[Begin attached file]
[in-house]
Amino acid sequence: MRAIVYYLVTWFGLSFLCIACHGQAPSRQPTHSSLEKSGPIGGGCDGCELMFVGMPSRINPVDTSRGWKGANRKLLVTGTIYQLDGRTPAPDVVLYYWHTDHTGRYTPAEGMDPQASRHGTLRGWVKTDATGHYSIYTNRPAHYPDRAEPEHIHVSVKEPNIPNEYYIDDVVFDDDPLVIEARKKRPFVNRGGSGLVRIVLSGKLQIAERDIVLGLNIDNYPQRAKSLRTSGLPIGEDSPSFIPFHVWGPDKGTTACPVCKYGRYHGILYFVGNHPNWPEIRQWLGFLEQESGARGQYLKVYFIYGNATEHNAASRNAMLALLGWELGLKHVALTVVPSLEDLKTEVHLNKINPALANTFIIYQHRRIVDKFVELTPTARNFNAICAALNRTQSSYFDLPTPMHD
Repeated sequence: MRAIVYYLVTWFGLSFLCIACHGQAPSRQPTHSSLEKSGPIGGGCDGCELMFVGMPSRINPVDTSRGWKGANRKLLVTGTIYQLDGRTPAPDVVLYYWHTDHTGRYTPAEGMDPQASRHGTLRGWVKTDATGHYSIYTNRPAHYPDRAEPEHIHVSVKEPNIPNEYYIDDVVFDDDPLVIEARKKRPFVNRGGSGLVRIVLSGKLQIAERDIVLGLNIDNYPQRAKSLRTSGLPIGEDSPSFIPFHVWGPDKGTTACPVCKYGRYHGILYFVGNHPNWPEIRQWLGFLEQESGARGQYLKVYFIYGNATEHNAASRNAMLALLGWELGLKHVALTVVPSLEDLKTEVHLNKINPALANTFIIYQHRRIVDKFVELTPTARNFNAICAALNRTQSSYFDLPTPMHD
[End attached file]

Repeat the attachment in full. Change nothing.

[in-house]
Amino acid sequence: MRAIVYYLVTWFGLSFLCIACHGQAPSRQPTHSSLEKSGPIGGGCDGCELMFVGMPSRINPVDTSRGWKGANRKLLVTGTIYQLDGRTPAPDVVLYYWHTDHTGRYTPAEGMDPQASRHGTLRGWVKTDATGHYSIYTNRPAHYPDRAEPEHIHVSVKEPNIPNEYYIDDVVFDDDPLVIEARKKRPFVNRGGSGLVRIVLSGKLQIAERDIVLGLNIDNYPQRAKSLRTSGLPIGEDSPSFIPFHVWGPDKGTTACPVCKYGRYHGILYFVGNHPNWPEIRQWLGFLEQESGARGQYLKVYFIYGNATEHNAASRNAMLALLGWELGLKHVALTVVPSLEDLKTEVHLNKINPALANTFIIYQHRRIVDKFVELTPTARNFNAICAALNRTQSSYFDLPTPMHD
Repeated sequence: MRAIVYYLVTWFGLSFLCIACHGQAPSRQPTHSSLEKSGPIGGGCDGCELMFVGMPSRINPVDTSRGWKGANRKLLVTGTIYQLDGRTPAPDVVLYYWHTDHTGRYTPAEGMDPQASRHGTLRGWVKTDATGHYSIYTNRPAHYPDRAEPEHIHVSVKEPNIPNEYYIDDVVFDDDPLVIEARKKRPFVNRGGSGLVRIVLSGKLQIAERDIVLGLNIDNYPQRAKSLRTSGLPIGEDSPSFIPFHVWGPDKGTTACPVCKYGRYHGILYFVGNHPNWPEIRQWLGFLEQESGARGQYLKVYFIYGNATEHNAASRNAMLALLGWELGLKHVALTVVPSLEDLKTEVHLNKINPALANTFIIYQHRRIVDKFVELTPTARNFNAICAALNRTQSSYFDLPTPMHD